Primary school children in Castletown are to be the lucky recipients of a special stamp issue commemorating the First World War thanks to the town’s local authority.
The issue highlights the contribution made by the people of the town to the Great War and will be postmarked with the official date of the start of the conflict, August 4, and also the declaration time, at 11pm.
In addition to stamps, there will also be images of men from the town who lost their lives in the war and details of the town’s involvement. Also, signs designed by the four town schools reading ‘Castletown remembers’ have been reproduced.
The issue reads: ‘Perhaps no other settlement in the Isle of Man was so deeply affected by the First World War as was Castletown.
‘At one end of the spectrum, the response of the town was strongly supportive of the war. Some 55 names are recorded on the Queen Street Roll of Honour, compiled during the conﬂict, and this little street of humble ﬁshermen’s cottages was hailed in the press at the time as the “most patriotic” on the Isle of Man. The Castletown roll of honour was unveiled in December 1916, and was originally located on a wall adjacent to the entrance to Castle Rushen. At that time it contained the names of 316 men who were serving and eighteen of those who had fallen.’
The authority is funding the issue – which is limited to 600 – but any contributions from organisations would be gratefully accepted.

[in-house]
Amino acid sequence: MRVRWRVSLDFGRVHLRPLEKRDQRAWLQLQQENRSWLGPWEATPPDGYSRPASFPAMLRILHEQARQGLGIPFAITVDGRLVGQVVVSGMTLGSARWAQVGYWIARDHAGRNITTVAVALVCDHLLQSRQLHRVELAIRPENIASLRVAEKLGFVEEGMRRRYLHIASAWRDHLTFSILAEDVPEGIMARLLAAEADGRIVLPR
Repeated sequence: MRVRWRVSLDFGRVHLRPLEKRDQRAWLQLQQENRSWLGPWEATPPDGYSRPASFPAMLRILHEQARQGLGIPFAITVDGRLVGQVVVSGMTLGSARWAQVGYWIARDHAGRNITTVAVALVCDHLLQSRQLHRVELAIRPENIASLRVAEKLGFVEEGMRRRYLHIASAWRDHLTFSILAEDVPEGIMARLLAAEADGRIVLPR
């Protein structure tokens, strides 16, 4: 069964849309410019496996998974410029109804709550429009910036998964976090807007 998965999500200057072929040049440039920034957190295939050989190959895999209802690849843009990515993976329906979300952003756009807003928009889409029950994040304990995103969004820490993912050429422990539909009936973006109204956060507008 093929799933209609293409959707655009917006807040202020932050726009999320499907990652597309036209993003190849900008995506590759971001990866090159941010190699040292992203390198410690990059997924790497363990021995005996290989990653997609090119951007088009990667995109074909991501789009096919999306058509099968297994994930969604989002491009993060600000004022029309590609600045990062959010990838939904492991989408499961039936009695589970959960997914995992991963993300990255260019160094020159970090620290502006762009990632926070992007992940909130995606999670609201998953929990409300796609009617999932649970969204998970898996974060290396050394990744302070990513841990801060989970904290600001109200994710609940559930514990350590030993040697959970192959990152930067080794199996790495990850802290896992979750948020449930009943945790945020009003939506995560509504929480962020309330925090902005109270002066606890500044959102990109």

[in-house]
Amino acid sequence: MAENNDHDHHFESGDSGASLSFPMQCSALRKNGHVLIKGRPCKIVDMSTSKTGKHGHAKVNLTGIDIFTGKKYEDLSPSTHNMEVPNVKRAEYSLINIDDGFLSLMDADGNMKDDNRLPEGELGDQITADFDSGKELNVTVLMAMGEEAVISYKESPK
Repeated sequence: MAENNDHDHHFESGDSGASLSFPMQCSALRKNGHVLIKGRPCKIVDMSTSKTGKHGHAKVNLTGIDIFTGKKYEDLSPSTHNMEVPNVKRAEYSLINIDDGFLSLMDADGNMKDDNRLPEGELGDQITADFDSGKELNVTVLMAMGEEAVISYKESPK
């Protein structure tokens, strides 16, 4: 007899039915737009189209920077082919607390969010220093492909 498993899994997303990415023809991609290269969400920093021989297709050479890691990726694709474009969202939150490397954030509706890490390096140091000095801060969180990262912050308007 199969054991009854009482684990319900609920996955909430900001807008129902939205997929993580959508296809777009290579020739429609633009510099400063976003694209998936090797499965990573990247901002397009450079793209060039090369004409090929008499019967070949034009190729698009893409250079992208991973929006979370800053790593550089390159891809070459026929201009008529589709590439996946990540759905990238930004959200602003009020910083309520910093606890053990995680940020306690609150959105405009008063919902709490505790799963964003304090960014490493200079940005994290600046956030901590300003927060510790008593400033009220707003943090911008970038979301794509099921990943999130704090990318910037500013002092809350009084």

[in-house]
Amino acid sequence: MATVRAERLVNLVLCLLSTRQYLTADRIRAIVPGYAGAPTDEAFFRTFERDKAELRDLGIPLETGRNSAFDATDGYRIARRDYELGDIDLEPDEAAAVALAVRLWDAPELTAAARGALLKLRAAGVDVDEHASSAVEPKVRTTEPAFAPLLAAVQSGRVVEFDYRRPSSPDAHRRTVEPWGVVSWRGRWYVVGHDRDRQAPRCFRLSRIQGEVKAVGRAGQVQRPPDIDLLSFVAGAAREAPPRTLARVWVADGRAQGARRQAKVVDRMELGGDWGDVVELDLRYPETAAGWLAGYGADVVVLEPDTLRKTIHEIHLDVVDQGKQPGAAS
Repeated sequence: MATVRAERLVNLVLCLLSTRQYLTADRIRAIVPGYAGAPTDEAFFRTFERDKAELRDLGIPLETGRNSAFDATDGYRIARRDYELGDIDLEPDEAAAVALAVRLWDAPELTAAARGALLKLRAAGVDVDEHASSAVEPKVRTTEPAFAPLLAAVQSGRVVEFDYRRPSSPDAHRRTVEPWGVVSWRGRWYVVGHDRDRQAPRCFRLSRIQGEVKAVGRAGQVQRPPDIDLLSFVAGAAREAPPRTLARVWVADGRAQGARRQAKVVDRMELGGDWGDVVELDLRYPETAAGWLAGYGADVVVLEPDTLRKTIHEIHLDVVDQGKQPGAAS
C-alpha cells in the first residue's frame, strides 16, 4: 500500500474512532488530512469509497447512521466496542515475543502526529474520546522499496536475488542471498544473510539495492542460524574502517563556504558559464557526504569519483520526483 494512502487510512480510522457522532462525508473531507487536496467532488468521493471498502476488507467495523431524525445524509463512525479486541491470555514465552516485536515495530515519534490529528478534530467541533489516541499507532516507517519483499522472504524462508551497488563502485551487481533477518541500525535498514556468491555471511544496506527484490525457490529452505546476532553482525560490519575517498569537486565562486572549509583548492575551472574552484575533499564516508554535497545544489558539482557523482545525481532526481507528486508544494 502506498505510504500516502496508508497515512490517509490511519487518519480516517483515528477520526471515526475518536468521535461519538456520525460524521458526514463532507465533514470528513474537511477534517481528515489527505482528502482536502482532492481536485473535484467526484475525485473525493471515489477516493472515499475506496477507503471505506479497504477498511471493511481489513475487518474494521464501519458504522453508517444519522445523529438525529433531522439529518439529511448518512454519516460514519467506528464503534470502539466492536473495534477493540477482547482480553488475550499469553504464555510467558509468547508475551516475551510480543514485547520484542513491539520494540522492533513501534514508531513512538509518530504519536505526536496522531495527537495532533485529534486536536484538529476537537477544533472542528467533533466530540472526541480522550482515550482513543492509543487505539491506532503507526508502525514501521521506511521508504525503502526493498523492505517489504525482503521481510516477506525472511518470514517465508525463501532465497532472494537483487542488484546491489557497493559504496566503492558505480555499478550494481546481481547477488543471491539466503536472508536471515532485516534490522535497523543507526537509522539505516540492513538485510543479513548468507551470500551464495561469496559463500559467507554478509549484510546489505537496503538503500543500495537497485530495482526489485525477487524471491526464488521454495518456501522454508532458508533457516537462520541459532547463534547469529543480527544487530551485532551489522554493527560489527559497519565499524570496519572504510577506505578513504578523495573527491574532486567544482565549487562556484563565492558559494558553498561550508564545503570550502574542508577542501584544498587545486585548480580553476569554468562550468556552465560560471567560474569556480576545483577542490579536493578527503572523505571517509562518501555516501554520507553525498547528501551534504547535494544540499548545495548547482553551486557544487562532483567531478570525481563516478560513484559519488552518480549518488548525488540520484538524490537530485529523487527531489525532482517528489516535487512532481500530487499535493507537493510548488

Commissioner Kevin Weir said the idea came about after the authority was contacted about the issue by Isle of Man Post Office. He also sits on a committee set up to commemorate the centenary of the conflict in the town.
‘It will be valuable, they will be real keepsakes, there will not be any more printed or any offered,’ he said. ‘I think they will be something they should keep and cherish, they are a limited edition.’
Isle of Man Post’s general manager, stamps and coins, Maxine Cannon said: ‘We were very conscious that this had to be home grown. I was very impressed by the wealth of material Phil Taubman had gathered for the commemoration. They had really got on board with commemorating the losses Castletown suffered.
‘It’s all credit to the people of Castletown. None of this is possible without having the source material and somebody taking the time to gather it. That’s why the pictures of people are there (on the stamp issue), it says a lot for Castletown that they still want to commemorate the loss and sacrifice their forebears gave to World War One.’